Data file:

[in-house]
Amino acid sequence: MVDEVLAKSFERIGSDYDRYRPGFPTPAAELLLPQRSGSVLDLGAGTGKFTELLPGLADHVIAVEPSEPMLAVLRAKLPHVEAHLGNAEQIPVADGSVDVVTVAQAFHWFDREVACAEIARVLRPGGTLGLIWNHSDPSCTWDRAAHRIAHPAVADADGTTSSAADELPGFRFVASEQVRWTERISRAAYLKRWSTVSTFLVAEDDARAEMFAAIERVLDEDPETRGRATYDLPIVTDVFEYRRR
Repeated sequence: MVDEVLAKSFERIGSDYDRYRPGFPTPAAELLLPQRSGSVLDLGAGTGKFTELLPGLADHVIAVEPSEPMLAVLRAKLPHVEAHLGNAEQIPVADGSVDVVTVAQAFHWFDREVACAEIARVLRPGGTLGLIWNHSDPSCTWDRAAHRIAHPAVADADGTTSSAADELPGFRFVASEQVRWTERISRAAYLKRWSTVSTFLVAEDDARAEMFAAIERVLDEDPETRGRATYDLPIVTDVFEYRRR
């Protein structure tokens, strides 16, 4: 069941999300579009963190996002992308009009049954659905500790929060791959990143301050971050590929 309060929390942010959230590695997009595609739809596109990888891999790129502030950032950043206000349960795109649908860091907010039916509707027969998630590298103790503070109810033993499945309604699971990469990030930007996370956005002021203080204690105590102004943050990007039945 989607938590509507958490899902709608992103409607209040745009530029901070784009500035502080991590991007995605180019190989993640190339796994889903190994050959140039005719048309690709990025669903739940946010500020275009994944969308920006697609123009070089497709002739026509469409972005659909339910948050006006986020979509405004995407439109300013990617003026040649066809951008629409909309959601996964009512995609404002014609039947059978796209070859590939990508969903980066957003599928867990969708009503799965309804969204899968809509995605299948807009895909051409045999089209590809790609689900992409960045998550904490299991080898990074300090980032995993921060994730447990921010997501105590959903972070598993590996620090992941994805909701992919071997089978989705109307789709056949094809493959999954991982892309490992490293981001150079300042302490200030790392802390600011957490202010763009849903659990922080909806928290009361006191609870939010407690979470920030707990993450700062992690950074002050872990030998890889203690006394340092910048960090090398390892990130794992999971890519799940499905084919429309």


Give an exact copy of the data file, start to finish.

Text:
[in-house]
Amino acid sequence: MVDEVLAKSFERIGSDYDRYRPGFPTPAAELLLPQRSGSVLDLGAGTGKFTELLPGLADHVIAVEPSEPMLAVLRAKLPHVEAHLGNAEQIPVADGSVDVVTVAQAFHWFDREVACAEIARVLRPGGTLGLIWNHSDPSCTWDRAAHRIAHPAVADADGTTSSAADELPGFRFVASEQVRWTERISRAAYLKRWSTVSTFLVAEDDARAEMFAAIERVLDEDPETRGRATYDLPIVTDVFEYRRR
Repeated sequence: MVDEVLAKSFERIGSDYDRYRPGFPTPAAELLLPQRSGSVLDLGAGTGKFTELLPGLADHVIAVEPSEPMLAVLRAKLPHVEAHLGNAEQIPVADGSVDVVTVAQAFHWFDREVACAEIARVLRPGGTLGLIWNHSDPSCTWDRAAHRIAHPAVADADGTTSSAADELPGFRFVASEQVRWTERISRAAYLKRWSTVSTFLVAEDDARAEMFAAIERVLDEDPETRGRATYDLPIVTDVFEYRRR
């Protein structure tokens, strides 16, 4: 069941999300579009963190996002992308009009049954659905500790929060791959990143301050971050590929 309060929390942010959230590695997009595609739809596109990888891999790129502030950032950043206000349960795109649908860091907010039916509707027969998630590298103790503070109810033993499945309604699971990469990030930007996370956005002021203080204690105590102004943050990007039945 989607938590509507958490899902709608992103409607209040745009530029901070784009500035502080991590991007995605180019190989993640190339796994889903190994050959140039005719048309690709990025669903739940946010500020275009994944969308920006697609123009070089497709002739026509469409972005659909339910948050006006986020979509405004995407439109300013990617003026040649066809951008629409909309959601996964009512995609404002014609039947059978796209070859590939990508969903980066957003599928867990969708009503799965309804969204899968809509995605299948807009895909051409045999089209590809790609689900992409960045998550904490299991080898990074300090980032995993921060994730447990921010997501105590959903972070598993590996620090992941994805909701992919071997089978989705109307789709056949094809493959999954991982892309490992490293981001150079300042302490200030790392802390600011957490202010763009849903659990922080909806928290009361006191609870939010407690979470920030707990993450700062992690950074002050872990030998890889203690006394340092910048960090090398390892990130794992999971890519799940499905084919429309």